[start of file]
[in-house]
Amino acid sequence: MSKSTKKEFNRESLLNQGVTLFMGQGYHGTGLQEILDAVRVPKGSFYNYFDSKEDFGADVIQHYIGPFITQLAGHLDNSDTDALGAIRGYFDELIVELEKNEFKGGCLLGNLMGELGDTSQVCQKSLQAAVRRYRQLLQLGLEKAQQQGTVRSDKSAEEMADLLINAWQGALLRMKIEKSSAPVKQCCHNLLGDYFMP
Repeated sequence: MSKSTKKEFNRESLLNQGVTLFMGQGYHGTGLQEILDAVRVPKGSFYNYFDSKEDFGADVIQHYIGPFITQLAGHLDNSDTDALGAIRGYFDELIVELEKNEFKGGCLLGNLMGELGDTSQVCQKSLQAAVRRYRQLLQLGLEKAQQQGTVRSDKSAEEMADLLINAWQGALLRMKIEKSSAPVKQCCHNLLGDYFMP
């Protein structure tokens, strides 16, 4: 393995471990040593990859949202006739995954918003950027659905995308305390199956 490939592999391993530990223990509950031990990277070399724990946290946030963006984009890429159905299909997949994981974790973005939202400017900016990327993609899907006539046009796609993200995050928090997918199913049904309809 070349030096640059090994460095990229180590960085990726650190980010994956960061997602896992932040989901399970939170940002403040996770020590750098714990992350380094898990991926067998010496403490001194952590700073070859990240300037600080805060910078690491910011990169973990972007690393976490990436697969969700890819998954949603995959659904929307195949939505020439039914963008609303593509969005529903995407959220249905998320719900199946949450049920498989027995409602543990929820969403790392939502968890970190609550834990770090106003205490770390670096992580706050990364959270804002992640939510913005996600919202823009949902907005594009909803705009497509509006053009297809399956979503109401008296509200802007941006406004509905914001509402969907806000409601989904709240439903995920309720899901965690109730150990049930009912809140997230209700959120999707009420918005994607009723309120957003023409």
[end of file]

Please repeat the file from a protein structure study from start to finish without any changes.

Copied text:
[in-house]
Amino acid sequence: MSKSTKKEFNRESLLNQGVTLFMGQGYHGTGLQEILDAVRVPKGSFYNYFDSKEDFGADVIQHYIGPFITQLAGHLDNSDTDALGAIRGYFDELIVELEKNEFKGGCLLGNLMGELGDTSQVCQKSLQAAVRRYRQLLQLGLEKAQQQGTVRSDKSAEEMADLLINAWQGALLRMKIEKSSAPVKQCCHNLLGDYFMP
Repeated sequence: MSKSTKKEFNRESLLNQGVTLFMGQGYHGTGLQEILDAVRVPKGSFYNYFDSKEDFGADVIQHYIGPFITQLAGHLDNSDTDALGAIRGYFDELIVELEKNEFKGGCLLGNLMGELGDTSQVCQKSLQAAVRRYRQLLQLGLEKAQQQGTVRSDKSAEEMADLLINAWQGALLRMKIEKSSAPVKQCCHNLLGDYFMP
């Protein structure tokens, strides 16, 4: 393995471990040593990859949202006739995954918003950027659905995308305390199956 490939592999391993530990223990509950031990990277070399724990946290946030963006984009890429159905299909997949994981974790973005939202400017900016990327993609899907006539046009796609993200995050928090997918199913049904309809 070349030096640059090994460095990229180590960085990726650190980010994956960061997602896992932040989901399970939170940002403040996770020590750098714990992350380094898990991926067998010496403490001194952590700073070859990240300037600080805060910078690491910011990169973990972007690393976490990436697969969700890819998954949603995959659904929307195949939505020439039914963008609303593509969005529903995407959220249905998320719900199946949450049920498989027995409602543990929820969403790392939502968890970190609550834990770090106003205490770390670096992580706050990364959270804002992640939510913005996600919202823009949902907005594009909803705009497509509006053009297809399956979503109401008296509200802007941006406004509905914001509402969907806000409601989904709240439903995920309720899901965690109730150990049930009912809140997230209700959120999707009420918005994607009723309120957003023409």